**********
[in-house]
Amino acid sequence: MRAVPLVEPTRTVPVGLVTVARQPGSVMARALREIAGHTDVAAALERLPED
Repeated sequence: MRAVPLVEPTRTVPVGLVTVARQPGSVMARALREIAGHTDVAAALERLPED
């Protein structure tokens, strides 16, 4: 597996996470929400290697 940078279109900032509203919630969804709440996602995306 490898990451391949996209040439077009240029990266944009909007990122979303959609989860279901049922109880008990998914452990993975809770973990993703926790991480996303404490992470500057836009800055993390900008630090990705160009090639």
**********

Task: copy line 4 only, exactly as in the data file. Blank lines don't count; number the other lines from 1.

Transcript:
């Protein structure tokens, strides 16, 4: 597996996470929400290697 940078279109900032509203919630969804709440996602995306 490898990451391949996209040439077009240029990266944009909007990122979303959609989860279901049922109880008990998914452990993975809770973990993703926790991480996303404490992470500057836009800055993390900008630090990705160009090639």